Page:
ok so this is essentially what we have, we've been distributing copies amongst the group members that are coming to the meetings (though we've only had two...but still) we also posted a copy on our facebook group page which is Unite! Fight Inequality and Create Equal Access to Post Secondary Education.... OKay, without further Adieu the manifesto
STU STUDENT MANIFESTO
Two generations ago, when our grandparents and great grandparents surveyed the devastation of World War II, they realized that education was important to the future of their children, and to the future of our country’s democracy. Over the course of a few short years, secondary education was made universal and free for all Canadians.
Today, in 2010, it is more and more important for people to have a post-secondary degree. This is in part because of changes in the labour market, and also in part because of the fast pace and complexity of our globalized world. Greater awareness about who we are and what is going on around us is fundamental to our lives as citizens and as workers.
Yet, in the face of the growing importance of higher education, our generation is being asked to shoulder higher tuition fees, larger student debts, and declining public financial support for post-secondary institutions. Many of us face growing demands to take on part-time and full-time jobs during our studies. All of these are having negative effects on our educational experience. Rather than being an opportunity to democratically share knowledge and skills more broadly between social groups, the current consensus on higher education is digging deeper inequalities between those who can afford to pay top tuitions at the best schools, and those who cannot. We fear a trend towards greater tiering within and between institutions that will further accentuate already growing social inequalities.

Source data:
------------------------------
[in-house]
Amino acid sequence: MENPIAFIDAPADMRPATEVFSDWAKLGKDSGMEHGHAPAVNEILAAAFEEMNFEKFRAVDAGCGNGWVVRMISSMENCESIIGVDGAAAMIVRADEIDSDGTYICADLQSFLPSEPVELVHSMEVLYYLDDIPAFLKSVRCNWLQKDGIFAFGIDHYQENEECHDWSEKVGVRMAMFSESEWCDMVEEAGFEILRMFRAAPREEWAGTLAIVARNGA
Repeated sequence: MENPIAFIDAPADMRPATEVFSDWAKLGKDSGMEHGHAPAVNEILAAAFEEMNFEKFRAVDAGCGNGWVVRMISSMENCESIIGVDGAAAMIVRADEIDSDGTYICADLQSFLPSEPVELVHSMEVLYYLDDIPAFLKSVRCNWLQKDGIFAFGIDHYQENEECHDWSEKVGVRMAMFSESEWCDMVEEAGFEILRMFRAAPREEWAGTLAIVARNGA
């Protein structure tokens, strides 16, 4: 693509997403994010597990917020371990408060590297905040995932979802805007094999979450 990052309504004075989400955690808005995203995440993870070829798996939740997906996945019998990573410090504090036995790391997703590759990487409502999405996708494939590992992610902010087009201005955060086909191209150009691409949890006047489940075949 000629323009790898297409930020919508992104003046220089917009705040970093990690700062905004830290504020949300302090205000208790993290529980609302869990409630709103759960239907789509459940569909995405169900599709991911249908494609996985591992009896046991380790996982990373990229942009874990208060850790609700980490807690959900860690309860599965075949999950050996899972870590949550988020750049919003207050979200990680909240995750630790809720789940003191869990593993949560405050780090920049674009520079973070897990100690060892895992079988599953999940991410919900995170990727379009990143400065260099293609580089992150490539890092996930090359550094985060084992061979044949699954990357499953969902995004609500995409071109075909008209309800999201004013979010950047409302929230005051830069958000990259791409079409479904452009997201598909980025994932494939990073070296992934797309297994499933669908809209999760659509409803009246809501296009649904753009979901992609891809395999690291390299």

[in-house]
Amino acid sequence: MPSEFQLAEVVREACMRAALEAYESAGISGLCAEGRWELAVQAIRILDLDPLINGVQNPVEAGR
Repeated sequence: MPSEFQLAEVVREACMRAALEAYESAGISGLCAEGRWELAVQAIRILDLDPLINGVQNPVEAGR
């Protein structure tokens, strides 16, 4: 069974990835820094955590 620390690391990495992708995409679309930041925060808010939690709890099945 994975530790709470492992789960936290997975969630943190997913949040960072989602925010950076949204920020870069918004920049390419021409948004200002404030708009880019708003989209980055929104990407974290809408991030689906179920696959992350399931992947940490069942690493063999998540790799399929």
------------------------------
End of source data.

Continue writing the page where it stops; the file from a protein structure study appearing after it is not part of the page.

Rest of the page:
We feel that this situation is arbitrary and totally unnecessary.
We believe that post-secondary education should embody the ideal of permitting each individual to pursue their fullest potential, regardless of their financial means. Individual freedom to develop and extend capacities and skills should not be the preserve of a privileged few. It must be open to all, and it is the responsibility of society as a whole to ensure that everyone has an equal opportunity to pursue higher education.
We reject the common belief today that our education is an individual investment in an individual future. Today, higher education is no more an individual investment than primary or secondary education was in previous times. Higher education provides access to opportunities, capabilities and awareness that enable members of our community to live fuller lives. It is an investment in our communities and in our collective future in a cosmopolitan world order.
We are concerned by the growing credentialization of the job market, which pushes us to instrumentalize our studies. Increasingly, a Bachelor’s degree is yesteryear’s high school diploma. Today’s competitive job market has placed new pressure on students and on institutions to specialize in an increasing array of post-secondary programmes. We see this development as an individualization of the risks of an economy no longer able to absorb the high numbers of young people moving into the labour market. This development, however, had nothing to do with our choices, and there are institutional mechanisms to shield members of society from the risks of a sluggish economy. In this respect, we are the carriers of a new social consensus, one which for the moment is engaged with issues pertaining to our experience as students, but which is connected to broader issues of inequality that are now restricting the freedom of the working and middle classes in Canada.